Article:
(1) There are several interpretations of 1667 Japanese document Onsyusichougouki(隠州視聴合記), but at least it is clear that it didn't say liancourt rocks belonged to Korea.
(2) The fact that Tottori local government (鳥取藩) responded to the Shogunate that the both islands did not belong to Inaba, and Houki(因幡・伯耆) does not mean Japan ceded the territory because the document "Isotakeshimajiryaku" (礒竹島事略) edited by the officials who were supposed to be working for government did not make it clear the owner of the territory.
(3)Ahn's testimonies are filled with inconsistent locations about Liancourt rocks;moreover, the cognizance of a private person does not constitute the cognizance of the Government.
(4) There was absolutely no Korean map that depict Liancourt rocks.
(5)Even in the late Edo period, Japanese were cognizant of Liancourt as a mark of the en route to the North as exemplified in the map of the shipping trade.
(6)1786 map 三国通覧図説附図 by Hayashi Shihei was placed under ban by the government because the map was inaccurate. The map banned by the government does not constitute the ground for the title.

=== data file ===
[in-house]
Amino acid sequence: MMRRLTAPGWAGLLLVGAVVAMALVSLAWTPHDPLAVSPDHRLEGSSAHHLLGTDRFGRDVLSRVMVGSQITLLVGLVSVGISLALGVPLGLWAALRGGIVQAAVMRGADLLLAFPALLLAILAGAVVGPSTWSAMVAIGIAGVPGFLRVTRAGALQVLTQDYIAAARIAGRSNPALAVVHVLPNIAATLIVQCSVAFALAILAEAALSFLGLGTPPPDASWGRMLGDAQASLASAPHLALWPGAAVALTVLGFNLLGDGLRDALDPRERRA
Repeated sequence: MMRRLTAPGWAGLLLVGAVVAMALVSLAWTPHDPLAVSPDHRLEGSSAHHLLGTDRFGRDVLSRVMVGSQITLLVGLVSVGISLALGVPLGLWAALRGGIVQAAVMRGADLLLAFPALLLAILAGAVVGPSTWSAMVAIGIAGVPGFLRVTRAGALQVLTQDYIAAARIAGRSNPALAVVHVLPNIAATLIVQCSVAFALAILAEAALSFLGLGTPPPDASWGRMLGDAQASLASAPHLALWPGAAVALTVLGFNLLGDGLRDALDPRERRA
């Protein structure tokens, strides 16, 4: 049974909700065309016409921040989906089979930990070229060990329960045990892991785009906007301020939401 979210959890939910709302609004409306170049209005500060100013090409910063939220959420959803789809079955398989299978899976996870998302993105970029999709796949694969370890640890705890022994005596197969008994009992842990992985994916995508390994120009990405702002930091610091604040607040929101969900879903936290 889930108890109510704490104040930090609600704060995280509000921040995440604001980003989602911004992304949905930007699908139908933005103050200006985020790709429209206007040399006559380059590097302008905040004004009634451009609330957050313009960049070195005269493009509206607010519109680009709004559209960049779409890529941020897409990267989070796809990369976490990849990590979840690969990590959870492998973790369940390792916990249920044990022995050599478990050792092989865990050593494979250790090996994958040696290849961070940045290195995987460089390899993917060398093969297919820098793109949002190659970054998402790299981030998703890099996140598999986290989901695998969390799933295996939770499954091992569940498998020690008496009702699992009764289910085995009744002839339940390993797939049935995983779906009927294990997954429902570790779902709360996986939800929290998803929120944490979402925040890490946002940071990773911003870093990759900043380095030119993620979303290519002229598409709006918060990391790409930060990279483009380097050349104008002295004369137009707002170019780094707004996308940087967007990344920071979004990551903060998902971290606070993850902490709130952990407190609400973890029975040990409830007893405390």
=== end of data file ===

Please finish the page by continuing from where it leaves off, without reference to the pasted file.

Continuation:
(7) In the 1877 document is written "takeshima and another island have nothing to do with Japan." First it does not say they belongs to Korea. Second the document attached the map of 1696 submitted by Tottori, but the map is not the revised map of 1724 by Tottori local government. Third , Japanese maps of around 1877 issued by government indicates Ulleungdo as "Matsuhima"(if "anther land" is Matushima, it does not make sense.) Hence there is little possibility that "another land" is Linacourt Rocks.
(8)There is little possibility that Korean 1900 document's "Seokto" was Liancourt rocks, but it is highly possible that it was Guanundo(観音島）
(9) The charts and Chosun waterway do not say Liancourt rocks are Korean, but they say the eastern boundary of Korea was Ullengdo. It is not possible to assume Japan recognised Liancurt rocks as Korean territory.